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Corporate control mechanisms, voting and cash flow rights, and the performance of Dutch firms

Bob Chirinko (), Harry Garretsen and Elmer Sterken ()

No 200309, CCSO Working Papers from University of Groningen, CCSO Centre for Economic Research

Abstract: This paper exploits several unique institutional features in the Dutch system of corporate control to examine the relations among investor protections, concentrated ownership, and firm performance. Four conclusions emerge. First, controlling shareholders do not appear to ameliorate corporate governance problems to any great extent. Second, the identity of ownership matters; when a firm is controlled by a few large individual shareholders, firm performance suffers. Expropriation costs are very high for this type of investor. Third, and somewhat at odds with the bulk of the prevailing literature, performance is enhanced when the firm is freed of equity market constraints. These results are consistent with recent theoretical models emphasizing that too much oversight can be detrimental to performance by forcing firms to underinvest in physical or human capital. Fourth, we distinguish between voting rights providing the means for intervening in firm affairs and cash flow rights providing the required motivation. Considering both rights are important for the empirical results. Apart from its substantive contributions, the paper develops a new four-step estimation strategy to control for the reverse causation problem plaguing econometric studies of corporate control mechanisms and firm performance.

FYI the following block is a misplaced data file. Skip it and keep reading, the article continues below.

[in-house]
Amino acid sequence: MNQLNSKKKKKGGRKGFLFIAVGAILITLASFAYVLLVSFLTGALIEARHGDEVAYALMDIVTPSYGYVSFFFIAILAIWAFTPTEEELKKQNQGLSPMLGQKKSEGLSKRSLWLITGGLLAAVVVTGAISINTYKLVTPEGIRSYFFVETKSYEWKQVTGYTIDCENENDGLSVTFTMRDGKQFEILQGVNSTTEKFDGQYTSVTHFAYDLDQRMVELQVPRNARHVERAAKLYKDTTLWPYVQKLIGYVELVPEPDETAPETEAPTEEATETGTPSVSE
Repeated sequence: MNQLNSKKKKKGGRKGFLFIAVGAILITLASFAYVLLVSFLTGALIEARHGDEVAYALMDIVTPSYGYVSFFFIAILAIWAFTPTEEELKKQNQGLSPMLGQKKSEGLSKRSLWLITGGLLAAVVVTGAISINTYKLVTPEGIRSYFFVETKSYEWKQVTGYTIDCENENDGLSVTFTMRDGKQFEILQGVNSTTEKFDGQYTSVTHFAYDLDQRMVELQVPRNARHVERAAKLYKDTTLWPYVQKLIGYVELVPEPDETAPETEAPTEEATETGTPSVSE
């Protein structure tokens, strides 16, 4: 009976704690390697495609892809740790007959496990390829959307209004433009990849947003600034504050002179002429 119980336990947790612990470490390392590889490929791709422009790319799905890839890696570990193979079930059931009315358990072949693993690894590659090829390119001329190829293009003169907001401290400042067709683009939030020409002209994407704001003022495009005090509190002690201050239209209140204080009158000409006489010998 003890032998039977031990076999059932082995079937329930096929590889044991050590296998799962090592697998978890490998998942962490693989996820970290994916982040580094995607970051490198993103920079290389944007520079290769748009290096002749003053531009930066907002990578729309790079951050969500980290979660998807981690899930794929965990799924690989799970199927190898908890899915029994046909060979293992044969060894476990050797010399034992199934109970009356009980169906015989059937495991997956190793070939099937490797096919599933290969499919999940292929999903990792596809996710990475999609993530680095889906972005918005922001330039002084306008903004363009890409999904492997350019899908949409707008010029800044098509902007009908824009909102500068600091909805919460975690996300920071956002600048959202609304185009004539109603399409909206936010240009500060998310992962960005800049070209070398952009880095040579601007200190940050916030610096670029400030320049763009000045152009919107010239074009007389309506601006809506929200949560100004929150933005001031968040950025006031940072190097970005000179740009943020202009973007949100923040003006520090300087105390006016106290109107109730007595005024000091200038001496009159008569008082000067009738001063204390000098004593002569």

Date: 2003
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